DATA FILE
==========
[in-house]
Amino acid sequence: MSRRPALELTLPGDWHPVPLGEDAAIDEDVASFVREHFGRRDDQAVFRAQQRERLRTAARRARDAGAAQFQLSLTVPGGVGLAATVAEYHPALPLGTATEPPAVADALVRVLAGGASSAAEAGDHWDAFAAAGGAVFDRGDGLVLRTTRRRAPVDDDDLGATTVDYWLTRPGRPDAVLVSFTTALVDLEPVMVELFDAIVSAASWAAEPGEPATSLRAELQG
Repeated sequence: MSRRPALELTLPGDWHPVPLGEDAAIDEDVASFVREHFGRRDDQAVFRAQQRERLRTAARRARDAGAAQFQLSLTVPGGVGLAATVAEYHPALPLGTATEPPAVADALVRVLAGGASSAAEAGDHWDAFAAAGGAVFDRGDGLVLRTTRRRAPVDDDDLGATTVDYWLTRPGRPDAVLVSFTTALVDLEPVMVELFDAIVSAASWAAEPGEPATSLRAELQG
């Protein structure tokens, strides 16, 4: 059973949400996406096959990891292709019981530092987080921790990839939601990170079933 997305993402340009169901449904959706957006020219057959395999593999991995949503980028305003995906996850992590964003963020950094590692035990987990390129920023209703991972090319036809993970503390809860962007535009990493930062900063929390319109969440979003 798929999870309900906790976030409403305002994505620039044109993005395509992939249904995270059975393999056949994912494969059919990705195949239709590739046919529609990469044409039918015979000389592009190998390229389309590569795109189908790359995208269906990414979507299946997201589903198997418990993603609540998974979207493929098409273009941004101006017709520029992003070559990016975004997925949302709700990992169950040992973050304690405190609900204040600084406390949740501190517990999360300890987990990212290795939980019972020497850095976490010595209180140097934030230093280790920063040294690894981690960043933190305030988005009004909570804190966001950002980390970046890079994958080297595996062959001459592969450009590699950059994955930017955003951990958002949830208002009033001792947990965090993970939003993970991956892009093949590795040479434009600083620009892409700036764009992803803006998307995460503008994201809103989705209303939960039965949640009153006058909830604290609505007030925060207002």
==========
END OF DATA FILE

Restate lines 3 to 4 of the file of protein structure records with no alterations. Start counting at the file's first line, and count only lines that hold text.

Repeated sequence: MSRRPALELTLPGDWHPVPLGEDAAIDEDVASFVREHFGRRDDQAVFRAQQRERLRTAARRARDAGAAQFQLSLTVPGGVGLAATVAEYHPALPLGTATEPPAVADALVRVLAGGASSAAEAGDHWDAFAAAGGAVFDRGDGLVLRTTRRRAPVDDDDLGATTVDYWLTRPGRPDAVLVSFTTALVDLEPVMVELFDAIVSAASWAAEPGEPATSLRAELQG
């Protein structure tokens, strides 16, 4: 059973949400996406096959990891292709019981530092987080921790990839939601990170079933 997305993402340009169901449904959706957006020219057959395999593999991995949503980028305003995906996850992590964003963020950094590692035990987990390129920023209703991972090319036809993970503390809860962007535009990493930062900063929390319109969440979003 798929999870309900906790976030409403305002994505620039044109993005395509992939249904995270059975393999056949994912494969059919990705195949239709590739046919529609990469044409039918015979000389592009190998390229389309590569795109189908790359995208269906990414979507299946997201589903198997418990993603609540998974979207493929098409273009941004101006017709520029992003070559990016975004997925949302709700990992169950040992973050304690405190609900204040600084406390949740501190517990999360300890987990990212290795939980019972020497850095976490010595209180140097934030230093280790920063040294690894981690960043933190305030988005009004909570804190966001950002980390970046890079994958080297595996062959001459592969450009590699950059994955930017955003951990958002949830208002009033001792947990965090993970939003993970991956892009093949590795040479434009600083620009892409700036764009992803803006998307995460503008994201809103989705209303939960039965949640009153006058909830604290609505007030925060207002």